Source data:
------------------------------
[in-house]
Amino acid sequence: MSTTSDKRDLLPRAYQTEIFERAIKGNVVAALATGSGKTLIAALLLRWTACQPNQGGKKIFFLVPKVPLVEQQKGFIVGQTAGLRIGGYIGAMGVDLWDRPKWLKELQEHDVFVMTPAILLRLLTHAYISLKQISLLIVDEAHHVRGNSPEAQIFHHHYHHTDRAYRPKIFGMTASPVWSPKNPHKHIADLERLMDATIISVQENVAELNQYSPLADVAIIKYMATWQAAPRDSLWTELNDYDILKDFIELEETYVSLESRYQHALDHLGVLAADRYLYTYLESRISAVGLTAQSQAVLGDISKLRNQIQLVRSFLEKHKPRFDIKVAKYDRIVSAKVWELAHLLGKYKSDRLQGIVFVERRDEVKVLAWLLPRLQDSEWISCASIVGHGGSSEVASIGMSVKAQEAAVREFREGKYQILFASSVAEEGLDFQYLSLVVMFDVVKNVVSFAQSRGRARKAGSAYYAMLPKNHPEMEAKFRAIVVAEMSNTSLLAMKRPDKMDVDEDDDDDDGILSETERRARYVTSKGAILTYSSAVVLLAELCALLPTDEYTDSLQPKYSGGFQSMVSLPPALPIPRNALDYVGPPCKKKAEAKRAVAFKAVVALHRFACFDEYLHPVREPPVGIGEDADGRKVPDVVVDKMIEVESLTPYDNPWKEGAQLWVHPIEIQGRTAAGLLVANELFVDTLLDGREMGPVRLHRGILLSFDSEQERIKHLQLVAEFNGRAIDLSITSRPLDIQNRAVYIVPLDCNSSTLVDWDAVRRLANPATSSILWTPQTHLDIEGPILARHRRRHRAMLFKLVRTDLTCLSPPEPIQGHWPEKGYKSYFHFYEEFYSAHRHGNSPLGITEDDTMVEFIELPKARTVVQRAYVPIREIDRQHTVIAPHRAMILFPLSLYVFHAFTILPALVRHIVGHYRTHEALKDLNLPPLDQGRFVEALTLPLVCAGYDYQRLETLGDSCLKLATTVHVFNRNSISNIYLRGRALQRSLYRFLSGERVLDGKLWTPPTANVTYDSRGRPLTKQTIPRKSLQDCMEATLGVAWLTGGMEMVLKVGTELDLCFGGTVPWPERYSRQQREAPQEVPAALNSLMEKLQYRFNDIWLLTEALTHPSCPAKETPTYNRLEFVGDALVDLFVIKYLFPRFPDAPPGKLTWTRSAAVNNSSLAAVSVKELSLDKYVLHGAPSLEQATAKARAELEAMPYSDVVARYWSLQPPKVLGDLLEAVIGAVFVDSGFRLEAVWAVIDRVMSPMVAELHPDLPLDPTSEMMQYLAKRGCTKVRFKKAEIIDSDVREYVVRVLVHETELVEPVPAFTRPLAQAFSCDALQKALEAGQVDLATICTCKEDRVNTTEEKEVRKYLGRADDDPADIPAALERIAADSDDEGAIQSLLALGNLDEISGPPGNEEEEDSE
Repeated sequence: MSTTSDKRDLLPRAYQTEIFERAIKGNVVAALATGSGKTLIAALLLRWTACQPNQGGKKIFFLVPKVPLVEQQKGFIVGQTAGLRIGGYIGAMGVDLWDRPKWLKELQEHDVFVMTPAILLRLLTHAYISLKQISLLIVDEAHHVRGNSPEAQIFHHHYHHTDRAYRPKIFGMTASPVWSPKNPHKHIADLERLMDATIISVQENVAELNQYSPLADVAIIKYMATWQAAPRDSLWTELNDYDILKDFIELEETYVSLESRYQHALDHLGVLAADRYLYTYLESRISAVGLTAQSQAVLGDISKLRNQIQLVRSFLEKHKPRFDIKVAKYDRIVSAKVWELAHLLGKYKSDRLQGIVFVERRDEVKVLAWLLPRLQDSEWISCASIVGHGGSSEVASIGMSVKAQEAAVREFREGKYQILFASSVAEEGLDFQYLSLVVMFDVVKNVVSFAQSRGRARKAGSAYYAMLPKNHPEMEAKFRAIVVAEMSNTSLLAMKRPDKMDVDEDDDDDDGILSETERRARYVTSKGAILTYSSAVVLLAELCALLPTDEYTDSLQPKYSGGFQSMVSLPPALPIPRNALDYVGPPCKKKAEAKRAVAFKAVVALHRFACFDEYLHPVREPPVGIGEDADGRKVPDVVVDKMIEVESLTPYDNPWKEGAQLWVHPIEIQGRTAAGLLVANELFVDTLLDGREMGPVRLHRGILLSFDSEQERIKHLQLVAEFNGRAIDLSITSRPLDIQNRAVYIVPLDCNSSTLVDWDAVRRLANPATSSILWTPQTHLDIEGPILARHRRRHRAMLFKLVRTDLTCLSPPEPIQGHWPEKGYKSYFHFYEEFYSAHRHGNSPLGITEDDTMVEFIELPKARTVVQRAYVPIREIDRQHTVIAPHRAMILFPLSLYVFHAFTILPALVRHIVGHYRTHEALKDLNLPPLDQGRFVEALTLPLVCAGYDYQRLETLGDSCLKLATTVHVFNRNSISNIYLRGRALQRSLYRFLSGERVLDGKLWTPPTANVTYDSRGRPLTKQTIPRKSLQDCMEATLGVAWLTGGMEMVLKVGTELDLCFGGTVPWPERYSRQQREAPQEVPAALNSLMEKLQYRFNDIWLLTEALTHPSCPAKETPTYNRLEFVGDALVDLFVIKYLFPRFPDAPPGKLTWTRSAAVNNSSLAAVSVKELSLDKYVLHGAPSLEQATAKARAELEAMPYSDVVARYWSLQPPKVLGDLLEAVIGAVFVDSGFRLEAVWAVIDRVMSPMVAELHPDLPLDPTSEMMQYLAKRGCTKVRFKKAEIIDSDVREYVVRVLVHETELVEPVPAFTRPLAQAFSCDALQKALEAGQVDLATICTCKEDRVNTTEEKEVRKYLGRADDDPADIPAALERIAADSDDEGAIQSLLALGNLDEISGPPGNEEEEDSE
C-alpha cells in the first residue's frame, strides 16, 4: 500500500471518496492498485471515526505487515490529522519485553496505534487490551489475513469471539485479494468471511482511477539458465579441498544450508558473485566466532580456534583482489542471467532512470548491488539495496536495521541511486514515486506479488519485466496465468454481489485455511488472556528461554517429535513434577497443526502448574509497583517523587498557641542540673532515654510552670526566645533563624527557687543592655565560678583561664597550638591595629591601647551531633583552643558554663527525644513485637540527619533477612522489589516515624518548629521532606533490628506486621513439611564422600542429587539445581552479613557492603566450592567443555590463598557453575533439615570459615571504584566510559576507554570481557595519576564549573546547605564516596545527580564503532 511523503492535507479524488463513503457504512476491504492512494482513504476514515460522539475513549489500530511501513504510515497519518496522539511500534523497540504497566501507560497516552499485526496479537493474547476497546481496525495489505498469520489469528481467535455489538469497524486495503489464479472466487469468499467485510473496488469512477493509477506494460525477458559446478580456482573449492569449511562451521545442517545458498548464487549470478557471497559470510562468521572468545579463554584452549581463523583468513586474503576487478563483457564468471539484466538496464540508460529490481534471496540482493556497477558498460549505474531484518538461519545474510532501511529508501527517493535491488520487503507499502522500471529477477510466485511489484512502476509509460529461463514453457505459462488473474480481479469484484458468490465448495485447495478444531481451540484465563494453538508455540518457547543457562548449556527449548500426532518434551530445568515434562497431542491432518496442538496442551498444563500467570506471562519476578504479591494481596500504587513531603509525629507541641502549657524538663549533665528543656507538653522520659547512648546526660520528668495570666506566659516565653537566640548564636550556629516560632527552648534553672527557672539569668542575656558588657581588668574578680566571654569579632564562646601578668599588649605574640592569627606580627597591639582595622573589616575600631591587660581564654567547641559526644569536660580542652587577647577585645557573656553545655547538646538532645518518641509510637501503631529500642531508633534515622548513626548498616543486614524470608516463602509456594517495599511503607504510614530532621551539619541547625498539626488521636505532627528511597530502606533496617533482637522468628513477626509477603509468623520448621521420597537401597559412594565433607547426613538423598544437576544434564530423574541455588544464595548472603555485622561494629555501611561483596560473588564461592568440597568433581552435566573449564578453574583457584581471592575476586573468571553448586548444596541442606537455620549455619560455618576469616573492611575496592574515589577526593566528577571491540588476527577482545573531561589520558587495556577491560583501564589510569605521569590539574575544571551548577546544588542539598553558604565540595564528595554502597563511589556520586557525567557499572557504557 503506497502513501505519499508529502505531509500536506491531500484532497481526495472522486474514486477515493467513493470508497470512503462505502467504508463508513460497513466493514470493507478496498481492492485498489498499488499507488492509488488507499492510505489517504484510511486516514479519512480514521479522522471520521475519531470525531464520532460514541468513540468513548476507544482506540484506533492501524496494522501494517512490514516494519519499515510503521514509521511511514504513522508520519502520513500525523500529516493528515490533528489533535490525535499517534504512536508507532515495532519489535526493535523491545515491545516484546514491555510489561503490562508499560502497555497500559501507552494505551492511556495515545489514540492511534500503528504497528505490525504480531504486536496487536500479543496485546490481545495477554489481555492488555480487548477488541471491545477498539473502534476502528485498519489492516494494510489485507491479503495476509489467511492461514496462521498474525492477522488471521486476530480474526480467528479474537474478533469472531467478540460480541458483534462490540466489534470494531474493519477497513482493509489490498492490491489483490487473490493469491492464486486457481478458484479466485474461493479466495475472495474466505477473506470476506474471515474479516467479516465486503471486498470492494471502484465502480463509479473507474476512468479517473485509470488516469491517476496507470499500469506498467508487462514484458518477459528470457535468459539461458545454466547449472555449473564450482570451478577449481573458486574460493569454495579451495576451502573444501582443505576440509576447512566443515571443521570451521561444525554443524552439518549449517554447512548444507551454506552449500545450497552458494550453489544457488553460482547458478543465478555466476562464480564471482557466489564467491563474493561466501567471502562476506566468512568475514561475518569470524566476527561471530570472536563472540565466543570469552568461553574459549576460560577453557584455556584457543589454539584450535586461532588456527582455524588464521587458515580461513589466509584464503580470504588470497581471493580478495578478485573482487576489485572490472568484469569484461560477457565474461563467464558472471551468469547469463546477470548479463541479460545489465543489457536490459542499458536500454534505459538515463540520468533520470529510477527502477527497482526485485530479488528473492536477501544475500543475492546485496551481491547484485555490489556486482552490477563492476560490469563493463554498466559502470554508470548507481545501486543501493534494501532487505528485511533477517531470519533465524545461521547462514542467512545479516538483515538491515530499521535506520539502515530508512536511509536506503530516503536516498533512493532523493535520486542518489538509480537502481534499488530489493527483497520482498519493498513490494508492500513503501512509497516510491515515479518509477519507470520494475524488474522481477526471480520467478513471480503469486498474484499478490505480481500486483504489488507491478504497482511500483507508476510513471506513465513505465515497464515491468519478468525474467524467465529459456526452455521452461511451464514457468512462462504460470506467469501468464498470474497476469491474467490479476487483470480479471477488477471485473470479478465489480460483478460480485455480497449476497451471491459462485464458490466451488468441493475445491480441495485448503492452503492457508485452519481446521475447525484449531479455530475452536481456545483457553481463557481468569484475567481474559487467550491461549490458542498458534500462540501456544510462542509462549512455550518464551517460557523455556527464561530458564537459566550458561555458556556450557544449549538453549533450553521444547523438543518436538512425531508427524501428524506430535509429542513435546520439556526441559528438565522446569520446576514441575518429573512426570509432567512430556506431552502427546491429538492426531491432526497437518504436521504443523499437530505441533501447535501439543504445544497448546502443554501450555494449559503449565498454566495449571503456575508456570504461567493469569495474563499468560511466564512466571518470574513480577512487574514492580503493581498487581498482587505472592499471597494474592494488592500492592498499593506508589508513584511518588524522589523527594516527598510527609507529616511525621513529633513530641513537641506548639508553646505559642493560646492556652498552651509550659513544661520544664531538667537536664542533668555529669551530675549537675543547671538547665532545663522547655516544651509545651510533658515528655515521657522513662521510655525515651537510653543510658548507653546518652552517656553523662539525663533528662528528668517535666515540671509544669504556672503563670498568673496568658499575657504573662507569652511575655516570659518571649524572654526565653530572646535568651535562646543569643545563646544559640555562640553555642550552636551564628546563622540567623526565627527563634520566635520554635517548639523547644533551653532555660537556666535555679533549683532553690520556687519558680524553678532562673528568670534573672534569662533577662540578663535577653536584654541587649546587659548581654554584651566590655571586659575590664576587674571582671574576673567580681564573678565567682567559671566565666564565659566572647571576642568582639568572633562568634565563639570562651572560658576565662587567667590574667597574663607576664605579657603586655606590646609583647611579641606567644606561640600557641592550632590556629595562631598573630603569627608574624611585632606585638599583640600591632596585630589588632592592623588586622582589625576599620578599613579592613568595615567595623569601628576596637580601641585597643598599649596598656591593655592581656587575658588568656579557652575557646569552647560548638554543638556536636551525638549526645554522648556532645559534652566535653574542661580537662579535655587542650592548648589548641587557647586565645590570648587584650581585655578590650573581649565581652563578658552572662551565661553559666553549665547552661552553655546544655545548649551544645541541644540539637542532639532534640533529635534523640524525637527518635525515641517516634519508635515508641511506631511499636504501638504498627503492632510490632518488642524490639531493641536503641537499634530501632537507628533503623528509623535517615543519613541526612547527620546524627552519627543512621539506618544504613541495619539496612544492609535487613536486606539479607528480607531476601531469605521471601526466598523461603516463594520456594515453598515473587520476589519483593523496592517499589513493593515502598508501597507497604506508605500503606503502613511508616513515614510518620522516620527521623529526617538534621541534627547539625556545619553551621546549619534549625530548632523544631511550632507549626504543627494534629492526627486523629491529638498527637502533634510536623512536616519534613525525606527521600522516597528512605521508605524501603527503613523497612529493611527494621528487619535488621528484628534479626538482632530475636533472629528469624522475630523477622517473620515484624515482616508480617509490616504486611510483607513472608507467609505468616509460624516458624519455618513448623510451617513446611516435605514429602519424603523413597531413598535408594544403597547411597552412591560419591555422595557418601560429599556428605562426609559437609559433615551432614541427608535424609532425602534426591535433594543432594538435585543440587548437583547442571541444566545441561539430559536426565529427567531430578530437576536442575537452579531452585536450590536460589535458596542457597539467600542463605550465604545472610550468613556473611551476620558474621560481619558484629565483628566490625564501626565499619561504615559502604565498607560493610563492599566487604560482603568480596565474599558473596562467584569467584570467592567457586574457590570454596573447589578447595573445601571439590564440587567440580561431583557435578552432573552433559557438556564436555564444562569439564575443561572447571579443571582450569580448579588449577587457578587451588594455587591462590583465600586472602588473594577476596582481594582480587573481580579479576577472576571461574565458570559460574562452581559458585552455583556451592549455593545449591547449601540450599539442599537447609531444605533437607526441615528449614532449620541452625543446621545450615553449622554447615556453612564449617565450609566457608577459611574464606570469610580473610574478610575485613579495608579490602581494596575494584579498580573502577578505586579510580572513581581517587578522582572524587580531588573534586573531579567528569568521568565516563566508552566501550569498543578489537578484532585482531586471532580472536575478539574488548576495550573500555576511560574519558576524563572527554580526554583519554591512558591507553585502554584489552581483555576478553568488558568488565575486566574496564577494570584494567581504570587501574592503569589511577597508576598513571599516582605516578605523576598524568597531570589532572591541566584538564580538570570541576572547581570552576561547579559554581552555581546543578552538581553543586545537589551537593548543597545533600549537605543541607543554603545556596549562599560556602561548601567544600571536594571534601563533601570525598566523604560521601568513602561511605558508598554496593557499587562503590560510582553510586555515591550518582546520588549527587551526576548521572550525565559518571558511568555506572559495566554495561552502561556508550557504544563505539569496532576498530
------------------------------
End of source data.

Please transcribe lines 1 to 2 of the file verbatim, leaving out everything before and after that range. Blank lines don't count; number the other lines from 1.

[in-house]
Amino acid sequence: MSTTSDKRDLLPRAYQTEIFERAIKGNVVAALATGSGKTLIAALLLRWTACQPNQGGKKIFFLVPKVPLVEQQKGFIVGQTAGLRIGGYIGAMGVDLWDRPKWLKELQEHDVFVMTPAILLRLLTHAYISLKQISLLIVDEAHHVRGNSPEAQIFHHHYHHTDRAYRPKIFGMTASPVWSPKNPHKHIADLERLMDATIISVQENVAELNQYSPLADVAIIKYMATWQAAPRDSLWTELNDYDILKDFIELEETYVSLESRYQHALDHLGVLAADRYLYTYLESRISAVGLTAQSQAVLGDISKLRNQIQLVRSFLEKHKPRFDIKVAKYDRIVSAKVWELAHLLGKYKSDRLQGIVFVERRDEVKVLAWLLPRLQDSEWISCASIVGHGGSSEVASIGMSVKAQEAAVREFREGKYQILFASSVAEEGLDFQYLSLVVMFDVVKNVVSFAQSRGRARKAGSAYYAMLPKNHPEMEAKFRAIVVAEMSNTSLLAMKRPDKMDVDEDDDDDDGILSETERRARYVTSKGAILTYSSAVVLLAELCALLPTDEYTDSLQPKYSGGFQSMVSLPPALPIPRNALDYVGPPCKKKAEAKRAVAFKAVVALHRFACFDEYLHPVREPPVGIGEDADGRKVPDVVVDKMIEVESLTPYDNPWKEGAQLWVHPIEIQGRTAAGLLVANELFVDTLLDGREMGPVRLHRGILLSFDSEQERIKHLQLVAEFNGRAIDLSITSRPLDIQNRAVYIVPLDCNSSTLVDWDAVRRLANPATSSILWTPQTHLDIEGPILARHRRRHRAMLFKLVRTDLTCLSPPEPIQGHWPEKGYKSYFHFYEEFYSAHRHGNSPLGITEDDTMVEFIELPKARTVVQRAYVPIREIDRQHTVIAPHRAMILFPLSLYVFHAFTILPALVRHIVGHYRTHEALKDLNLPPLDQGRFVEALTLPLVCAGYDYQRLETLGDSCLKLATTVHVFNRNSISNIYLRGRALQRSLYRFLSGERVLDGKLWTPPTANVTYDSRGRPLTKQTIPRKSLQDCMEATLGVAWLTGGMEMVLKVGTELDLCFGGTVPWPERYSRQQREAPQEVPAALNSLMEKLQYRFNDIWLLTEALTHPSCPAKETPTYNRLEFVGDALVDLFVIKYLFPRFPDAPPGKLTWTRSAAVNNSSLAAVSVKELSLDKYVLHGAPSLEQATAKARAELEAMPYSDVVARYWSLQPPKVLGDLLEAVIGAVFVDSGFRLEAVWAVIDRVMSPMVAELHPDLPLDPTSEMMQYLAKRGCTKVRFKKAEIIDSDVREYVVRVLVHETELVEPVPAFTRPLAQAFSCDALQKALEAGQVDLATICTCKEDRVNTTEEKEVRKYLGRADDDPADIPAALERIAADSDDEGAIQSLLALGNLDEISGPPGNEEEEDSE